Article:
July 4, 2018
While many Americans are aware that there is a “proper” way to raise, fold and store the American flag, not many actually know the rules by heart. Air Force veteran Angel Gual is one exception. Recently, Angel noticed that the Boys & Girls Club where he volunteered had an old flag pole — with no flag. Just in time for Independence Day, Angel helped the Club obtain a flag, but he just didn’t stop there.
Motivated by his love for the American flag and his desire to share it with the youth at his local Boys & Girls Club, the Nan Knox Club, it was important for Angel to teach them about the flag’s history and significance. And so began Operation Raise the Flag.
Angel worked tirelessly to secure a flag donation and coordinated with the fire department to install it. He then held a workshop explaining how to raise, lower, and fold it properly, and organized an art project where veterans from the Broward County 1st Service Platoon in Florida joined youth to paint the American flag on their hands.
“I taught them that the flag represents all of us as Americans. That men and women from all walks of life and cities wake up every day under this flag to protect their rights,” said Angel.
“It meant so much to see how truly excited the kids were at the opportunity to learn about the flag and how to handle it and what it means. I could see how gently they held the flag with the sole purpose of not letting it fall out of their hands.”
City Impact Manager Matthew “Mateo” Tanner for The Mission Continues explains, “The Nan Knox Club, where Operation Raise the Flag took place, is located in a historically black community known as the Sistrunk Boulevard. This small community faces the daily challenges of extreme poverty and lack of local businesses and resources for residents.”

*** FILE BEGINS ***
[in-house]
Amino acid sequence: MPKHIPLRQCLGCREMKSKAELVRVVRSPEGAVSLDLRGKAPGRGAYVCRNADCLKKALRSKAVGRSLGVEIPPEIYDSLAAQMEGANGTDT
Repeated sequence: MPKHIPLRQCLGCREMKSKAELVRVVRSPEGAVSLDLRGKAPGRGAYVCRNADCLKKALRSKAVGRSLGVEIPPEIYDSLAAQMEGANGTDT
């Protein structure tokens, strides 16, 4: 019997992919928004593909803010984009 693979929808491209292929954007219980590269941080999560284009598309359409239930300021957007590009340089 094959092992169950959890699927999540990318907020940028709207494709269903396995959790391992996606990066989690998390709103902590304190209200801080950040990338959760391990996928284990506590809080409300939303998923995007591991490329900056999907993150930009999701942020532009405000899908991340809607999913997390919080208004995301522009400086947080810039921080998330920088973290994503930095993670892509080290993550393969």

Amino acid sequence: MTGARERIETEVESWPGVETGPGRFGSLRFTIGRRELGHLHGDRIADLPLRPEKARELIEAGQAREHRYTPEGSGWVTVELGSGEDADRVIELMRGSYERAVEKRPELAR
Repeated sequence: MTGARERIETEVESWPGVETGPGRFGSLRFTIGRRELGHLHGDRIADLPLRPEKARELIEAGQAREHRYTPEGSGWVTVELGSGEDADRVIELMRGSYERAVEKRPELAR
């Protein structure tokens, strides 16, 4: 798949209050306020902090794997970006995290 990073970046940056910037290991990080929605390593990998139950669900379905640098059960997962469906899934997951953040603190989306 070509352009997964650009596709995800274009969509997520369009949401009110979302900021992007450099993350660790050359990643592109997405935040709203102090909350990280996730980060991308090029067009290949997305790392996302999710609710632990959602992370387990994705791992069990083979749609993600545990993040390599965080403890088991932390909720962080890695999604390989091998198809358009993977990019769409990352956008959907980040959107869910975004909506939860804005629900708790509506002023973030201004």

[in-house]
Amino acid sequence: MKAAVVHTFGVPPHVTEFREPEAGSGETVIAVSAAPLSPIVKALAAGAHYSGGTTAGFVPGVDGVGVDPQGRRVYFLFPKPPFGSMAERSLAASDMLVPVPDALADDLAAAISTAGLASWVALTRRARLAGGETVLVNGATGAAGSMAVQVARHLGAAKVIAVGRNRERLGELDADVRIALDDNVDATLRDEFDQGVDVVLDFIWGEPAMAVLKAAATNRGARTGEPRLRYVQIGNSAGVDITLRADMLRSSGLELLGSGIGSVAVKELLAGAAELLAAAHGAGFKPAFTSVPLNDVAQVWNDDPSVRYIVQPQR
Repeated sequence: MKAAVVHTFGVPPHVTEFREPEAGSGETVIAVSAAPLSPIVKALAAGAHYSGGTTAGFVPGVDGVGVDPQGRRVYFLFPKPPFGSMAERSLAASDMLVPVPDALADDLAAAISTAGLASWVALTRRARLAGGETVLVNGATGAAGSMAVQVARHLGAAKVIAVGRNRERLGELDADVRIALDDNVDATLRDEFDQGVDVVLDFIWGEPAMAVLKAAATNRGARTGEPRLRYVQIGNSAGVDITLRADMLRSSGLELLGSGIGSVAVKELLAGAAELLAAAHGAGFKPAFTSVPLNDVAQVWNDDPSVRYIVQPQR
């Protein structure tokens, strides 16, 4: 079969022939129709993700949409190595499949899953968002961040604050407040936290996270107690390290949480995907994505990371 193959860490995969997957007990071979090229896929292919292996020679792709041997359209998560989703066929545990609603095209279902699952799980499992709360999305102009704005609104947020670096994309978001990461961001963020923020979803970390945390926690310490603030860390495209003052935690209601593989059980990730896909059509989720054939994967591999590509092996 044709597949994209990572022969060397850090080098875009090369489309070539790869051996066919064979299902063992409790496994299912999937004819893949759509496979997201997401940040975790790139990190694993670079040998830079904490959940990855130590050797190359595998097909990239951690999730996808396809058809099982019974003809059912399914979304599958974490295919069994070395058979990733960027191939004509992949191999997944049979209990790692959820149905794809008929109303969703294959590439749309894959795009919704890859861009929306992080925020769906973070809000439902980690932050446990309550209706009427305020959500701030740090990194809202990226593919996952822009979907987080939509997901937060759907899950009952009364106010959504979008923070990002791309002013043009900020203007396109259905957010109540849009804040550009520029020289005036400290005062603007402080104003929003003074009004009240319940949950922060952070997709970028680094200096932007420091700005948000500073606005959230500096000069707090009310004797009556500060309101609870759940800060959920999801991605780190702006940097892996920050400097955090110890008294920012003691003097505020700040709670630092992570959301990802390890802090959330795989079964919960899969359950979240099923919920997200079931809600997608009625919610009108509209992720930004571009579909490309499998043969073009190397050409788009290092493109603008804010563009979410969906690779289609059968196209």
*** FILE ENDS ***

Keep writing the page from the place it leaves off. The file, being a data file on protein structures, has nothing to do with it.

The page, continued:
Angel’s commitment to youth goes way back. Growing up, Angel regularly volunteered with the Boys & Girls Club in his hometown of New Jersey. It’s even where he landed his first job at the age of 16, and maintained good relationships with the youth and their families over the years. “I helped take care of and mentor younger inner-city kids. The staff there helped mold me into the man I am today.”
The reason Angel returned to volunteering after 20 years of military service is because without it, “I felt lost and empty. For several years I searched for a new mission.”
That new mission came to him when he found The Mission Continues, a volunteer organization for veterans looking to help under-resourced communities. When he joined The Mission Continues’ Broward County 1st Service Platoon as its platoon leader, “I felt complete again.”
As its platoon leader, Angel collaborated with Mateo to build a relationship with The Boys & Girls Club, advocating for it to become the platoon’s operational partner. This meant that the platoon would work primarily with and through The Boys & Girls Club for the benefit of the community.
For Angel, it’s all about coming full circle. “For me, returning to help the Boy’s and Girl’s Clubs after all these years feels like I’m coming back home and doing what I love.”
To volunteer alongside veterans like Angel, sign up for the Broward County 1st Service Platoon’s next project! You don’t have to be a veteran to volunteer with us – non-veterans are most welcome too.
Contributing Sponsors of the Broward 1st Service Platoon are All Within My Hands and The Henry & Ruth Blaustein Rosenberg Foundation. We thank them for their support, which makes stories — and impact — like this possible.